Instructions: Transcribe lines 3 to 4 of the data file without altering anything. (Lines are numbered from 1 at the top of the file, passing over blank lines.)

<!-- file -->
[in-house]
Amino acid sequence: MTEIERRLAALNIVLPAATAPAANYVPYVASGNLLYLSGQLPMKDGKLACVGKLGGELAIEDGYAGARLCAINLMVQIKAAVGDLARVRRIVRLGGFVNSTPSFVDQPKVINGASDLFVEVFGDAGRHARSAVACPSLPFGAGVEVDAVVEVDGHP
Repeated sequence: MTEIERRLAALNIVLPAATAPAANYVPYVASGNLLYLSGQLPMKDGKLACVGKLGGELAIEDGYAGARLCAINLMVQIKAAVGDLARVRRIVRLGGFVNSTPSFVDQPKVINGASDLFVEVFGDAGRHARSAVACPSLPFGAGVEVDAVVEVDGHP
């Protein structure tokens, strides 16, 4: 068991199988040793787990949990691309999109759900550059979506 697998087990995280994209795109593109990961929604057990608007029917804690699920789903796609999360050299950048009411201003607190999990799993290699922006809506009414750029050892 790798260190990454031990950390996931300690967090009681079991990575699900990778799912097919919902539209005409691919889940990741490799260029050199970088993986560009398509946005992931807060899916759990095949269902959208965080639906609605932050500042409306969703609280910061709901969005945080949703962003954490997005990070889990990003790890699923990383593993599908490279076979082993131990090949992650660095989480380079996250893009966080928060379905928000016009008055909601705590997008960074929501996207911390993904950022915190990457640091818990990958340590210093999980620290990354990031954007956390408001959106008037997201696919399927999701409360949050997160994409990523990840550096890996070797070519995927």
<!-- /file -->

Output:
Repeated sequence: MTEIERRLAALNIVLPAATAPAANYVPYVASGNLLYLSGQLPMKDGKLACVGKLGGELAIEDGYAGARLCAINLMVQIKAAVGDLARVRRIVRLGGFVNSTPSFVDQPKVINGASDLFVEVFGDAGRHARSAVACPSLPFGAGVEVDAVVEVDGHP
């Protein structure tokens, strides 16, 4: 068991199988040793787990949990691309999109759900550059979506 697998087990995280994209795109593109990961929604057990608007029917804690699920789903796609999360050299950048009411201003607190999990799993290699922006809506009414750029050892 790798260190990454031990950390996931300690967090009681079991990575699900990778799912097919919902539209005409691919889940990741490799260029050199970088993986560009398509946005992931807060899916759990095949269902959208965080639906609605932050500042409306969703609280910061709901969005945080949703962003954490997005990070889990990003790890699923990383593993599908490279076979082993131990090949992650660095989480380079996250893009966080928060379905928000016009008055909601705590997008960074929501996207911390993904950022915190990457640091818990990958340590210093999980620290990354990031954007956390408001959106008037997201696919399927999701409360949050997160994409990523990840550096890996070797070519995927």